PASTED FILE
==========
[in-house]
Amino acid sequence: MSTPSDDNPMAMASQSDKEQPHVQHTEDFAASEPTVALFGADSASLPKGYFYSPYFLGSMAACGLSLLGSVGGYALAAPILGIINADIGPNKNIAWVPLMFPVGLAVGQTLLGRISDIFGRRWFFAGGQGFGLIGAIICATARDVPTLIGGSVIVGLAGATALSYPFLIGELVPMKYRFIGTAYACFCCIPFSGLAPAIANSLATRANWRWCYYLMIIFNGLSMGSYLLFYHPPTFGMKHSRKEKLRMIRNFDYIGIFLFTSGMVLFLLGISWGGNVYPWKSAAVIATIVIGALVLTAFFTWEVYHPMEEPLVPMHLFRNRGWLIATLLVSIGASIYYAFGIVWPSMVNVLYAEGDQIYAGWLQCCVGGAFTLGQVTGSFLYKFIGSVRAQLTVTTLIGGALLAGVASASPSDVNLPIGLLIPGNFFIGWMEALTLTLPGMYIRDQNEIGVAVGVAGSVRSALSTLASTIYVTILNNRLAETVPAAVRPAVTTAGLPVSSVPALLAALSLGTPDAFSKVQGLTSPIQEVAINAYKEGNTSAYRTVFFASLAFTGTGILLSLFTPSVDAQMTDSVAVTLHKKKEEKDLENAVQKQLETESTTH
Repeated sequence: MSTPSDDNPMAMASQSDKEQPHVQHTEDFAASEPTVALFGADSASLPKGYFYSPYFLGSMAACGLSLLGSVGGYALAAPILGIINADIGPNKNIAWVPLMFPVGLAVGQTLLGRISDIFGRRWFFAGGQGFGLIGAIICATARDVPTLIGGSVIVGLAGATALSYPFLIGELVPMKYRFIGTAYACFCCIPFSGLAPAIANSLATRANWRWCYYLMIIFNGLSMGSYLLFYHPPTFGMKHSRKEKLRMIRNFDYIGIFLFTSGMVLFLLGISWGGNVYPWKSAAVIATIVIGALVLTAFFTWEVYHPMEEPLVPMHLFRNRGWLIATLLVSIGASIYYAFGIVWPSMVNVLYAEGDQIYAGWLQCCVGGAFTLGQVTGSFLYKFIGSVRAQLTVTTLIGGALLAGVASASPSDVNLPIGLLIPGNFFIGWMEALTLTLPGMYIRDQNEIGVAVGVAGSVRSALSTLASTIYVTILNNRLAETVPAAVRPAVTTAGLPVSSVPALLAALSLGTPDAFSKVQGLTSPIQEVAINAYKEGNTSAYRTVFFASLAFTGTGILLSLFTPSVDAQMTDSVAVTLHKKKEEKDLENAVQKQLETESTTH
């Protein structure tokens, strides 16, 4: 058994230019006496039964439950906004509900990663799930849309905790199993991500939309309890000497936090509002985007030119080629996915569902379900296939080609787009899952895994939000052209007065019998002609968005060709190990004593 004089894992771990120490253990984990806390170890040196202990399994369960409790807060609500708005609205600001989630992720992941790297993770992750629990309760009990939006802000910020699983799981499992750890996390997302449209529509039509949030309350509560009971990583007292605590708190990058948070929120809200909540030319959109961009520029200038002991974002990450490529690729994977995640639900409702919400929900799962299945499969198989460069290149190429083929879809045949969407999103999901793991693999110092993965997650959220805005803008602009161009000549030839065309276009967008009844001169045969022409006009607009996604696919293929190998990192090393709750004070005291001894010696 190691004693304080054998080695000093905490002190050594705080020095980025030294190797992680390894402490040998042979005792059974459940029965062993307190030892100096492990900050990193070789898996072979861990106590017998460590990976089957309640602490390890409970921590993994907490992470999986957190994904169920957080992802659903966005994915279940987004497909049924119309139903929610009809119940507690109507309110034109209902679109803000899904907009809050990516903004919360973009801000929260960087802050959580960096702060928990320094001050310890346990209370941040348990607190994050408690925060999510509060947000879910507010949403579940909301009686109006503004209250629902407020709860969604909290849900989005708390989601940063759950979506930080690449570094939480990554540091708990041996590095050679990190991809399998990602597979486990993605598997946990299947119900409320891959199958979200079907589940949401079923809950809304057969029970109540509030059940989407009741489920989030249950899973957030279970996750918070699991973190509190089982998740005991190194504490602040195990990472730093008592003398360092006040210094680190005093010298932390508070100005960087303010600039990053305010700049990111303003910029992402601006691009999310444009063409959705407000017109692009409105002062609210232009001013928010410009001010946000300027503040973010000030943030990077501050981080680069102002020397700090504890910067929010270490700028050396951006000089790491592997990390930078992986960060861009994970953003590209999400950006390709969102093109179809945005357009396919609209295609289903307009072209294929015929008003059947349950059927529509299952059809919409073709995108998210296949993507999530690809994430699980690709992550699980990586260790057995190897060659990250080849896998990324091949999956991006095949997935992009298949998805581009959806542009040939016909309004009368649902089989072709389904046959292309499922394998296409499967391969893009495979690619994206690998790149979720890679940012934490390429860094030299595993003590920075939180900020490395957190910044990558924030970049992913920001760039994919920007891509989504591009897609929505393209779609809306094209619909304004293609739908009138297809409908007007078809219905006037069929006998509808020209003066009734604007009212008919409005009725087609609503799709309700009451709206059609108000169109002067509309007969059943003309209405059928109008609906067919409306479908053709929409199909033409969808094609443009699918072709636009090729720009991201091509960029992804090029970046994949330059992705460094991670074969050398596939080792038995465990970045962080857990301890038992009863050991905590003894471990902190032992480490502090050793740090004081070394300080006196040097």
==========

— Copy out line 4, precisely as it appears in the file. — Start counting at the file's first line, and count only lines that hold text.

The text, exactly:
């Protein structure tokens, strides 16, 4: 058994230019006496039964439950906004509900990663799930849309905790199993991500939309309890000497936090509002985007030119080629996915569902379900296939080609787009899952895994939000052209007065019998002609968005060709190990004593 004089894992771990120490253990984990806390170890040196202990399994369960409790807060609500708005609205600001989630992720992941790297993770992750629990309760009990939006802000910020699983799981499992750890996390997302449209529509039509949030309350509560009971990583007292605590708190990058948070929120809200909540030319959109961009520029200038002991974002990450490529690729994977995640639900409702919400929900799962299945499969198989460069290149190429083929879809045949969407999103999901793991693999110092993965997650959220805005803008602009161009000549030839065309276009967008009844001169045969022409006009607009996604696919293929190998990192090393709750004070005291001894010696 190691004693304080054998080695000093905490002190050594705080020095980025030294190797992680390894402490040998042979005792059974459940029965062993307190030892100096492990900050990193070789898996072979861990106590017998460590990976089957309640602490390890409970921590993994907490992470999986957190994904169920957080992802659903966005994915279940987004497909049924119309139903929610009809119940507690109507309110034109209902679109803000899904907009809050990516903004919360973009801000929260960087802050959580960096702060928990320094001050310890346990209370941040348990607190994050408690925060999510509060947000879910507010949403579940909301009686109006503004209250629902407020709860969604909290849900989005708390989601940063759950979506930080690449570094939480990554540091708990041996590095050679990190991809399998990602597979486990993605598997946990299947119900409320891959199958979200079907589940949401079923809950809304057969029970109540509030059940989407009741489920989030249950899973957030279970996750918070699991973190509190089982998740005991190194504490602040195990990472730093008592003398360092006040210094680190005093010298932390508070100005960087303010600039990053305010700049990111303003910029992402601006691009999310444009063409959705407000017109692009409105002062609210232009001013928010410009001010946000300027503040973010000030943030990077501050981080680069102002020397700090504890910067929010270490700028050396951006000089790491592997990390930078992986960060861009994970953003590209999400950006390709969102093109179809945005357009396919609209295609289903307009072209294929015929008003059947349950059927529509299952059809919409073709995108998210296949993507999530690809994430699980690709992550699980990586260790057995190897060659990250080849896998990324091949999956991006095949997935992009298949998805581009959806542009040939016909309004009368649902089989072709389904046959292309499922394998296409499967391969893009495979690619994206690998790149979720890679940012934490390429860094030299595993003590920075939180900020490395957190910044990558924030970049992913920001760039994919920007891509989504591009897609929505393209779609809306094209619909304004293609739908009138297809409908007007078809219905006037069929006998509808020209003066009734604007009212008919409005009725087609609503799709309700009451709206059609108000169109002067509309007969059943003309209405059928109008609906067919409306479908053709929409199909033409969808094609443009699918072709636009090729720009991201091509960029992804090029970046994949330059992705460094991670074969050398596939080792038995465990970045962080857990301890038992009863050991905590003894471990902190032992480490502090050793740090004081070394300080006196040097």